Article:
Friday, February 01, 2008
Parts are very relevant to the current uproars:
When the going was good, investment bankers, hedge fund managers and partners in private-equity firms all did very nicely from the bonuses and the capital gains and the fees generated by the frenetic manufacturing of deal after deal after deal. Many of them are now paying a price for failing to understand the risks they were taking on. Don't weep for them. They have already extracted fortunes. It is most of us who are paying for their foolhardiness, as the pricking of a financial bubble they created has a negative impact on all our prosperity.
And he goes on to spell out some of the political consequences, all too relevant in the current heated atmosphere over ‘sleaze’.
Why should any of us care? For one thing, it's not healthy for democracy. The new super-rich have the means through the financing of political parties, the funding of think-tanks and the ownership of the media to shape Government policies or to deter reform of a status quo that suits them… since 2001, the private equity doyens Sir Ronnie Cohen and Nigel Doughty have contributed £1.8m and £1m respectively to Labour, the former Goldman Sachs partner John Aisbitt has given £750,000 and the hedge-fund executive William Bollinger has handed over £510,000…. the biggest cost from the swelling of the super-rich class is an erosion of the fabric that holds together communities and the nation. The plutocrats who live here behave as though the UK is permanently on probation.
Individuals can distort the system in their favour for colossal sums, way beyond the puny efforts of Conservative MPs passing taxpayers crumbs to their families. Of Sir Phillip Green and his wife, Robert Peston notes:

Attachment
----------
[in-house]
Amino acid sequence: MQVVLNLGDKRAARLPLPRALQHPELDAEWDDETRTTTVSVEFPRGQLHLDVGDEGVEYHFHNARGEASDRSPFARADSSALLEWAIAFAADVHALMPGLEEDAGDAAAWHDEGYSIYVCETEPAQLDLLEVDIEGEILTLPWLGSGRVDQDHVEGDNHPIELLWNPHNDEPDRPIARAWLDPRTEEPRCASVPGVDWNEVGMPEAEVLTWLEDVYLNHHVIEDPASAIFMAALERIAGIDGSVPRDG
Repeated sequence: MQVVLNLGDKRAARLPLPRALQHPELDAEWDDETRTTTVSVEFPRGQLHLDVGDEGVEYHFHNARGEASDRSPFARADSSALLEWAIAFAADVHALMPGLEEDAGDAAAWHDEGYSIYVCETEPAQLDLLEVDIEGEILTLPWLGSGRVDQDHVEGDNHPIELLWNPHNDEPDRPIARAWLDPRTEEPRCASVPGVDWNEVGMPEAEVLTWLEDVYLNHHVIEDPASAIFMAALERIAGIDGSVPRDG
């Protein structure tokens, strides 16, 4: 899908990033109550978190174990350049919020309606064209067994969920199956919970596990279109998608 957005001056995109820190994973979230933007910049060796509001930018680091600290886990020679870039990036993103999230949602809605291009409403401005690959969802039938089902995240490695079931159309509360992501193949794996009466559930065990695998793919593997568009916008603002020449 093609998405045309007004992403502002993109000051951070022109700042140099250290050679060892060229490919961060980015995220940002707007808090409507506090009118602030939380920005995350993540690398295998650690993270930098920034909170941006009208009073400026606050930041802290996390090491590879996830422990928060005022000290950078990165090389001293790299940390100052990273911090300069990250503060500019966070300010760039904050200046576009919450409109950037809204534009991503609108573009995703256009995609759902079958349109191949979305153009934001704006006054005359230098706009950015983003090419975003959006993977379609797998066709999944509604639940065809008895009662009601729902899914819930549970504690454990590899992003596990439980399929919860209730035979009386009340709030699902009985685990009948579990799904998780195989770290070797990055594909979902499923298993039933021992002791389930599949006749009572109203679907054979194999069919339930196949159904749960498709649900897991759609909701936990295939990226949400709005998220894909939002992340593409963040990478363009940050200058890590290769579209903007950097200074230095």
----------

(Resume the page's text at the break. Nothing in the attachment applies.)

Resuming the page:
(Green’s) greatest coup was to receive a divided in 2005 of £1.2bn from Arcadia, the retailing business he had bought in the autumn of 2002 with just a few million pounds of his own cash. Actually, it would be more accurate to say that his wife received the dividend. He is the grafter, probably the greatest retailer of his generation, and she's the owner. Why are the superlative assets in her name? Well, as luck would have it, she became a resident of Monaco before he set new records for extracting cash from old-established businesses. So by vesting ownership in her hands, any dividend paid would avoid payment of tax to the British Exchequer.
On this one dividend - probably the biggest ever paid to an individual in the history of British business - there was therefore a colossal tax saving, estimated at £300 million. It would have been enough to build 10 state secondary schools…You might think that depriving the public purse of such a sum might put him in baddish odour with the Government. But there has not been so much as a hint of unpleasantness. In fact, the lovable rogue of the British billionaire class was even knighted - for his services to retailing - just a few months after dancing around the tax man. Green is the matchless hero, the nonpareil of the new monied class. Understand him and how he made his pile and you understand 21st century jackpot capitalism.
Once more it is interesting that it is the Telegraph that is publicising this, which suggests that at least some of its business-orientated readers will not entirely approve. Even though the outcome of fighting off Green’s predatory bid seems to have been beneficial for M+S…
Read the telegraph extracts :
1 Pointing fingers at the plutocrats (here)
2 Hedge Funds: the new global super powers page 1, page 2,
3 Sir Philip Green (The bidder for M+S)
Robert Peston ‘Who Runs Britain? The super-rich and how they are changing our lives’. Hodder and Stoughton Feb 2008.
It is the political classes who grant favours to the rich in return for support who run this place. The class which has bred so many MPs on all sides of the house.